xfs_copy(8) — Linux manual page


xfs_copy(8)                System Manager's Manual               xfs_copy(8)

NAME         top

       xfs_copy - copy the contents of an XFS filesystem

SYNOPSIS         top

       xfs_copy [ -bd ] [ -L log ] source target1 [ target2 ... ]
       xfs_copy -V

DESCRIPTION         top

       xfs_copy copies an XFS filesystem to one or more targets in parallel
       (see xfs(5)).  The first (source) argument must be the pathname of
       the device or file containing the XFS filesystem. The remaining
       arguments specify one or more target devices or file names. If the
       pathnames specify devices, a copy of the source XFS filesystem is
       created on each device. The target can also be the name of a regular
       file, in which case an image of the source XFS filesystem is created
       in that file. If the file does not exist, xfs_copy creates the file.
       The length of the resulting file is equal to the size of the source
       filesystem. However, if the file is created on an XFS filesystem, the
       file consumes roughly the amount of space actually used in the source
       filesystem by the filesystem and the XFS log.  The space saving is
       because xfs_copy seeks over free blocks instead of copying them and
       the XFS filesystem supports sparse files efficiently.

       xfs_copy should only be used to copy unmounted filesystems, read-only
       mounted filesystems, or frozen filesystems (see xfs_freeze(8)).
       Otherwise, the generated filesystem(s) would be inconsistent or

       xfs_copy does not alter the source filesystem in any way. Each new
       (target) filesystem is identical to the original filesystem except
       that new filesystems each have a new unique filesystem identifier
       (UUID).  Therefore, if both the old and new filesystems will be used
       as separate distinct filesystems, xfs_copy or
       xfsdump(8)/xfsrestore(8) should be used to generate the new
       filesystem(s) instead of dd(1) or other programs that do block-by-
       block disk copying.

       xfs_copy uses synchronous writes to ensure that write errors are

       xfs_copy uses pthreads(7) to perform simultaneous parallel writes.
       xfs_copy creates one additional thread for each target to be written.
       All threads die if xfs_copy terminates or aborts.

OPTIONS         top

       -d     Create a duplicate (true clone) filesystem. This should be
              done only if the new filesystem will be used as a replacement
              for the original filesystem (such as in the case of disk

       -b     The buffered option can be used to ensure direct IO is not
              attempted to any of the target files. This is useful when the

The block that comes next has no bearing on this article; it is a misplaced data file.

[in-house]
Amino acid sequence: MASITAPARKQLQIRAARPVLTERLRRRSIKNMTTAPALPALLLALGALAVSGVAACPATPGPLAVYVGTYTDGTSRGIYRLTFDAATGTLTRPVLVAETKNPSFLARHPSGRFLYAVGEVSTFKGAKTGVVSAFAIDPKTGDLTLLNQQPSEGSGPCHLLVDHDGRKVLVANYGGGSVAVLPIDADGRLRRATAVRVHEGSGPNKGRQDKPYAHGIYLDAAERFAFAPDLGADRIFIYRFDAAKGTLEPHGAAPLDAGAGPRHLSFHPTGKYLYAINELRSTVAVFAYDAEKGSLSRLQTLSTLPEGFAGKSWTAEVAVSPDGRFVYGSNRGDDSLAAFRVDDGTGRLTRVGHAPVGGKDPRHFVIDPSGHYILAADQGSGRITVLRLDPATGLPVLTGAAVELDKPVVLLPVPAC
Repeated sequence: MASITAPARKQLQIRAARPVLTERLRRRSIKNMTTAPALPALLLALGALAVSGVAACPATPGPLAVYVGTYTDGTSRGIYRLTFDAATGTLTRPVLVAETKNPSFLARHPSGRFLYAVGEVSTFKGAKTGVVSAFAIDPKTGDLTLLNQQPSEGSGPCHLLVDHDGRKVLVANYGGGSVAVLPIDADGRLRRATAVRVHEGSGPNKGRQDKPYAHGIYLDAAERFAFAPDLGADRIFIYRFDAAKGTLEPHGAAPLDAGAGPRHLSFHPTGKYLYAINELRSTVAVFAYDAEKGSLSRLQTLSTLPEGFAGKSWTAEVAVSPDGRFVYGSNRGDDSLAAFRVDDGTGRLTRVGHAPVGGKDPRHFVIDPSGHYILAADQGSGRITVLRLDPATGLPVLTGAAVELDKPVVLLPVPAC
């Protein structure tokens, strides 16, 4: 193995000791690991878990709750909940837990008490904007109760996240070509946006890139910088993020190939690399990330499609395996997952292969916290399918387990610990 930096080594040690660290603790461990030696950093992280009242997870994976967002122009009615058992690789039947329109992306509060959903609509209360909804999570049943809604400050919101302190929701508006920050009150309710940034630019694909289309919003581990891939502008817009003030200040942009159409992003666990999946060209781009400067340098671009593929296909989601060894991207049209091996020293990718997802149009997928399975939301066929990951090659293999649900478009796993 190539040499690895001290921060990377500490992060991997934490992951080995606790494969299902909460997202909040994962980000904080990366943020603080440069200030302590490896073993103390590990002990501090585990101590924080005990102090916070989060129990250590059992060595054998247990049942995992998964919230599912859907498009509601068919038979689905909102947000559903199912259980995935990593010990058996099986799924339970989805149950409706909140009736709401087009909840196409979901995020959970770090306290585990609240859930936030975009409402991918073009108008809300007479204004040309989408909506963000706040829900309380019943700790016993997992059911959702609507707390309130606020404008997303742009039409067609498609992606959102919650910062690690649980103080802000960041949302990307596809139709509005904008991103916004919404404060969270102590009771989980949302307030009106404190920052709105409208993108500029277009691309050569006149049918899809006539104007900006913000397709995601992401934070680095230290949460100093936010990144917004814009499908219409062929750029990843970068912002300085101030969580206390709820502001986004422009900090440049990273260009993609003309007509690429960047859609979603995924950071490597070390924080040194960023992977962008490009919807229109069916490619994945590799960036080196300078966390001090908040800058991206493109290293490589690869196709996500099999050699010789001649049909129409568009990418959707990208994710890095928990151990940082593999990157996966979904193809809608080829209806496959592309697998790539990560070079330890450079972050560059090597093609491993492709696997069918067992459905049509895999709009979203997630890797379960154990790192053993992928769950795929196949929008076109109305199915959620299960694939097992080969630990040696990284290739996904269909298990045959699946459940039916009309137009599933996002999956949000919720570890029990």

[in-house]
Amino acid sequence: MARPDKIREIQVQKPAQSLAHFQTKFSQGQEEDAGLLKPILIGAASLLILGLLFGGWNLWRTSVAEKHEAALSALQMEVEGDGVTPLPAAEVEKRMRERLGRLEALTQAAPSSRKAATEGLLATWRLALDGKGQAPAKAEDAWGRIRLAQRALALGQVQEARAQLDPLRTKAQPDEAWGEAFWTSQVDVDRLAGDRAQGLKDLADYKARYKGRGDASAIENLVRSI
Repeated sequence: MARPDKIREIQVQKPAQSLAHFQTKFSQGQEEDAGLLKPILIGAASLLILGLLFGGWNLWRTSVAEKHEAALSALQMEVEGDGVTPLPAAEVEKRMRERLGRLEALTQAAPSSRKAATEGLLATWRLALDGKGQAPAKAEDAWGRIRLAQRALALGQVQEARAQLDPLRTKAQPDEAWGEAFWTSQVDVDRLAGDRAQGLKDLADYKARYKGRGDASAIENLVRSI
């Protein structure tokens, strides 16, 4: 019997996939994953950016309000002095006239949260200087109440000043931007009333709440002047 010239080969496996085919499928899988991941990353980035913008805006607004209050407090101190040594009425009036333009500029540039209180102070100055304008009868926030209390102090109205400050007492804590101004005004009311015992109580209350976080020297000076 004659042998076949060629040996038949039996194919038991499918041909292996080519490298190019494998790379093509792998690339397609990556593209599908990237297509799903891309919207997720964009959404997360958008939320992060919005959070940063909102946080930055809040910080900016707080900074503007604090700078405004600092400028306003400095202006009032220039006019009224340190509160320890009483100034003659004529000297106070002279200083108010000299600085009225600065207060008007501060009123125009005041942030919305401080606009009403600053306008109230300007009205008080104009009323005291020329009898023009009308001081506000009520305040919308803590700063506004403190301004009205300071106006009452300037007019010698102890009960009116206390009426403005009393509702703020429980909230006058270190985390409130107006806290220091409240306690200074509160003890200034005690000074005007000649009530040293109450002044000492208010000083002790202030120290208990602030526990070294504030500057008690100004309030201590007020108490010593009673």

filesystem holding the target file does not support direct IO.

       -L log Specifies the location of the log if the default location of
              /var/tmp/xfs_copy.log.XXXXXX is not desired.

       -V     Prints the version number and exits.

DIAGNOSTICS         top

       xfs_copy reports errors to both stderr and in more detailed form to a
       generated log file whose name is of the form
       /var/tmp/xfs_copy.log.XXXXXX or a log file specified by the -L
       option. If xfs_copy detects a write error on a target, the copy of
       that one target is aborted and an error message is issued to both
       stderr and the log file, but the rest of the copies continue. When
       xfs_copy terminates, all aborted targets are reported to both stderr
       and the log file.

       If all targets abort or if there is an error reading the source
       filesystem, xfs_copy immediately aborts.

       xfs_copy returns an exit code of 0 if all targets are successfully
       copied and an exit code of 1 if any target fails.

NOTES         top

       When moving filesystems from one disk to another, if the original
       filesystem is significantly smaller than the new filesystem, and will
       be made larger, we recommend that mkfs.xfs(8) and
       xfsdump(8)/xfsrestore(8) be used instead of using xfs_copy and
       xfs_growfs(8).  The filesystem layout resulting from using
       xfs_copy/xfs_growfs is almost always worse than the result of using
       mkfs.xfs/xfsdump/xfsrestore but in the case of small filesystems, the
       differences can have a significant performance impact. This is due to
       the way xfs_growfs(8) works, and not due to any shortcoming in
       xfs_copy itself.

CAVEATS         top

       xfs_copy does not copy XFS filesystems that have a real-time section
       or XFS filesystems with external logs. In both cases, xfs_copy aborts
       with an error message.

SEE ALSO         top

       mkfs.xfs(8), xfsdump(8), xfsrestore(8), xfs_freeze(8), xfs_growfs(8),

COLOPHON         top

       This page is part of the xfsprogs (utilities for XFS filesystems)
       project.  Information about the project can be found at 
       ⟨http://xfs.org/⟩.  If you have a bug report for this manual page,
       send it to linux-xfs@vger.kernel.org.  This page was obtained from
       the project's upstream Git repository
       ⟨https://git.kernel.org/pub/scm/fs/xfs/xfsprogs-dev.git⟩ on
       2020-07-14.  (At that time, the date of the most recent commit that
       was found in the repository was 2020-04-14.)  If you discover any
       rendering problems in this HTML version of the page, or you believe
       there is a better or more up-to-date source for the page, or you have
       corrections or improvements to the information in this COLOPHON
       (which is not part of the original manual page), send a mail to


Pages that refer to this page: xfs_db(8)xfsdump(8)xfs_logprint(8)xfs_metadump(8)